Odoriferous is perhaps one of the more delightful terms at our disposal when we discuss the various ways that foods impact our senses. It is also a more clinical (or at least more polite) label for certain foods, cheese in particular, that are often referred to as “stinky.” When either term is applied you can be certain that the aroma under discussion will be polarizing, with some nearby noses making for the door while others tuck in at the table.
The natural (and at times seemingly magical) processes that yield the diverse and delicious cheeses of the world follow fundamentally the same blueprint, bringing a vast array of flavors and textures forth from simple milk. But it is the small differences in how the cheeses are made that give us such a wonderful diversity. Most of these differences arose at the intersection of terroir and necessity, because all traditional cheeses were born of a basic need to preserve milk and were inherently molded (in several senses) by the conditions where they were produced. Today of course refrigeration has made the need to preserve milk through cheesemaking largely irrelevant, but the traditional methods have been kept alive for the flavor and pleasure they deliver.
The bacteria and molds that feast on cheese as it ages provide the most fundamental differences in texture and flavor, and in doing so also offer a basis for categorization. Propionibacter shermanii releases carbon dioxide as it works, creating the distinctive holes that characterize many cheese from Switzerland. Blue molds, primarily represented by Penicillium roqueforti and Penicillium glaucum, wind their ways through cheeses such as Stilton, Gorgonzola, and (big surprise) Roquefort leaving behind the thin veins of blue that unite this family of cheeses. The many strains of the white mold Penicillium camemberti give soft-ripened cheeses like Camembert and Brie their downy exterior and creamy texture. All these serve to break down the protein and fat present in any cheese into an array of flavor compounds and many of these flavors – mushroom, garlic, etc. – are quite bold in their own right. But no bacterial assistant to the cheesemaker is nearly as proficient at producing odoriferous compounds than Brevibacterium linens.
Referred to as the “smear bacteria,” B. linens seems to arrive fully prepared to play the role of villain in a stories of dining with the faint of heart. It stands out from its fellow cheesemaking microorganisms in its high tolerance for salt, thriving in concentrations where other microbes would perish. The cheeses produced by B. linens are collectively referred to as washed rind because they are repeatedly wiped with a brine solution specifically to keep other bacteria out and allow B. linens to thrive (it is worth noting that not all washed rind cheeses are entirely defined by B. linens and that other liquids such as wine or spirits can be used to similar effect in selecting which bacteria to foster on a cheese surface).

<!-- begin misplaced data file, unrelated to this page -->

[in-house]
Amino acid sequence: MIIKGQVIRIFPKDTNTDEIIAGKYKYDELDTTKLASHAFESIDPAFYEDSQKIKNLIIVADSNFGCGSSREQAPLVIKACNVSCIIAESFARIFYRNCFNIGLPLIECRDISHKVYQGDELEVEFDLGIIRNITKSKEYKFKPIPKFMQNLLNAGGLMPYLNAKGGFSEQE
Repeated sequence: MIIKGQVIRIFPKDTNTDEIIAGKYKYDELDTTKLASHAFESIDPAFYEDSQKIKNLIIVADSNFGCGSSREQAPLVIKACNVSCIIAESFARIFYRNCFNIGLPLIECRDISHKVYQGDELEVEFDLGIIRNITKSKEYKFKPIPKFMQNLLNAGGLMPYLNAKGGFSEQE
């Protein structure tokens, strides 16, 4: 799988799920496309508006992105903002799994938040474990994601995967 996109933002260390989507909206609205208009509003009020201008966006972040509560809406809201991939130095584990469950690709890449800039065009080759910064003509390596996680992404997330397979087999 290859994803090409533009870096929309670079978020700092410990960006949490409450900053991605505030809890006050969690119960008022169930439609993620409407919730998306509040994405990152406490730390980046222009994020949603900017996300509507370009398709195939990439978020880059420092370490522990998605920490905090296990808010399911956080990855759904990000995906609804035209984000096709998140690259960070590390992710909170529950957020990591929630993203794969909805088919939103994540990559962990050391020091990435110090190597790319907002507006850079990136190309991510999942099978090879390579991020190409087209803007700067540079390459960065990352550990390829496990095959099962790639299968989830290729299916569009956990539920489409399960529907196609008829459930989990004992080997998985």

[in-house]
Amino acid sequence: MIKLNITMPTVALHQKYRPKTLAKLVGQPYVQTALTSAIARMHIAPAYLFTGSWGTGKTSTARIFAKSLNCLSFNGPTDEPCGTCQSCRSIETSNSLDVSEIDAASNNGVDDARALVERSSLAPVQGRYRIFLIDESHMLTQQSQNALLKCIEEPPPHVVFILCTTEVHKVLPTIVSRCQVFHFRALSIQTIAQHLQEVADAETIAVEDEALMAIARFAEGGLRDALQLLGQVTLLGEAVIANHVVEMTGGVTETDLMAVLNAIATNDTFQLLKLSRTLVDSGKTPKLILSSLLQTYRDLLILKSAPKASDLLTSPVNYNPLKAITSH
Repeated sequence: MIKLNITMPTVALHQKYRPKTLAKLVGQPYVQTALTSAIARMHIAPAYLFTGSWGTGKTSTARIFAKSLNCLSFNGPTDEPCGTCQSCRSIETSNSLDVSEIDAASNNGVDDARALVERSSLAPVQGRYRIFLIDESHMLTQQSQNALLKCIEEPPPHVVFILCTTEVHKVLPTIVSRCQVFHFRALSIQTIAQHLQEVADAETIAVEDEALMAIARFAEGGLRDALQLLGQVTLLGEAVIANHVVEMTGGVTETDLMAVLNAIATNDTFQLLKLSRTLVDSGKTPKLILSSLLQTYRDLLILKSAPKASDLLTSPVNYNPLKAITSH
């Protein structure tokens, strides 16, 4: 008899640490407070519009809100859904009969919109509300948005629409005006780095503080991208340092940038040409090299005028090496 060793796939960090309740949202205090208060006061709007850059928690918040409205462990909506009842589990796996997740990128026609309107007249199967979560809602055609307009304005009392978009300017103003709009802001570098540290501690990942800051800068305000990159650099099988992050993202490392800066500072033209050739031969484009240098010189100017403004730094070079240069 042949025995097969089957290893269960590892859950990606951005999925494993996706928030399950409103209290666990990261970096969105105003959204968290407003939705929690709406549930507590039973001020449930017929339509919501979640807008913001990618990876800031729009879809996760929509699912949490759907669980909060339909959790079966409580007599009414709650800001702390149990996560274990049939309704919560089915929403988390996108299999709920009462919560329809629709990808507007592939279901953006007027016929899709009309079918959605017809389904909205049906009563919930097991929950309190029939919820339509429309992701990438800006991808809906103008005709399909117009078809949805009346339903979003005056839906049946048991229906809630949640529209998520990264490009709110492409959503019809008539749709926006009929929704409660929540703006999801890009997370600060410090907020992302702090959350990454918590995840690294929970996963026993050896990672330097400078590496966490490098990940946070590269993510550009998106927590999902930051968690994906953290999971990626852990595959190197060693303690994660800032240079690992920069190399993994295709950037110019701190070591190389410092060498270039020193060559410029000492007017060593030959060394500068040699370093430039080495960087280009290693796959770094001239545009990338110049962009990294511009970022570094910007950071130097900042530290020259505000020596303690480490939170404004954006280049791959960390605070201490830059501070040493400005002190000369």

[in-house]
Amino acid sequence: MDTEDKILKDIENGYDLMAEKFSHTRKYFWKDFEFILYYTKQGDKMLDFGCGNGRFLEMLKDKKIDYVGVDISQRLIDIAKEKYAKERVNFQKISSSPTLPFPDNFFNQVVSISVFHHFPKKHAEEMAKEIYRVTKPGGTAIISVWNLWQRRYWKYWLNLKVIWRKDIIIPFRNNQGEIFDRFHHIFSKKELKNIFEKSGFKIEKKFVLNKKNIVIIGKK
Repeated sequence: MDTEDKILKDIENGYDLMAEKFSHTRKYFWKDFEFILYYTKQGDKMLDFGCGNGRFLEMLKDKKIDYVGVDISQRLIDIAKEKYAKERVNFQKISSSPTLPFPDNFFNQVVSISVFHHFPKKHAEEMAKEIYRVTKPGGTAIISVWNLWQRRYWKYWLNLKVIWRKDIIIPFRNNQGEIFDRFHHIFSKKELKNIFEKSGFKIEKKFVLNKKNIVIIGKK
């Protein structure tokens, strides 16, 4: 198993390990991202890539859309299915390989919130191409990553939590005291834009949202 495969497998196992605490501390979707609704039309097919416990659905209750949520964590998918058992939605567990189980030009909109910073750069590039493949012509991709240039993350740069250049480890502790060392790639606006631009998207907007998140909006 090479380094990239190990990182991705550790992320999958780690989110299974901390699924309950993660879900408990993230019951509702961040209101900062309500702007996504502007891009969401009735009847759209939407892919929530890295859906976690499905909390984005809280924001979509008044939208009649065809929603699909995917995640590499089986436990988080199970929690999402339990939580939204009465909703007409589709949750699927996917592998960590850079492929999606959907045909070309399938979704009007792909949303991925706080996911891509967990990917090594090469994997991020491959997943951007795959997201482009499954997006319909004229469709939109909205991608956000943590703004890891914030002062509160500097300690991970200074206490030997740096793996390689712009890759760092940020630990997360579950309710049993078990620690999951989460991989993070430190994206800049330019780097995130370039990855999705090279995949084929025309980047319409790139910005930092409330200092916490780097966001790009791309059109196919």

B. linens’ high tolerance for salt derives from millennia spent in the ancestral homeland of the Brevibacterium family: the seashore and human skin. And it is this heritage that gives the aroma compounds produced by B. linens such an association with odors wafting from the darker corners of the human body.
So why do some of us love cheeses with aromas of decaying matter and human body odor? Smell is a fascinatingly complex sense but it is a subject that has only in recent decades attracted much (non-commercial) scientific study, so it is not entirely surprising that we don’t exactly know. If you have a burning desire you may study the protruding cilia that comprise the olfactory epithelia (which, as it happens, are actually the dendrites of olfactory neurons) but even then you are unlikely to find any biological truth behind the attraction. Luckily Dr. Rachel S. Herz has spent her career studying smells and the responses they elicit through the twin lenses of biology and psychology.
“We learn the meaning (the connotation) of odors by association. We experience every smell in a context: semantic, social, emotional, physical. That context always has some emotional content, good or bad, albeit sometimes only weakly,” she writes. “Of all our senses, olfaction is especially predisposed to become associated with emotional meaning because of its neuroanatomical relationship with the amygdala-hippocampal complex, critically involved in forming and remembering emotional associations. This is in contrast to the proposition that we are hardwired to like or dislike various odor stimuli before ever smelling them.”
Thus in the end our disposition to liking highly aromatic – and even stinky – foods is likely determined by other events and experiences in our lives. This logic aligns nicely with the reality that across cultures different foodstuffs can have vastly different levels or appeal or repulsion. If Dr. Herz’s hypothesis holds true it also means that context can be essential in encouraging others to try and enjoy new foods. This too has a certain logic to it. Between “try this wonderful, rich, full-flavored cheese that I just adore,” and “do you want to eat something that smells like a cross between stinky feet and a barnyard,” we can all spot the strategy that is more likely to produce positive long-term results. Remember this when setting out to share your love of odiferous cheeses with others.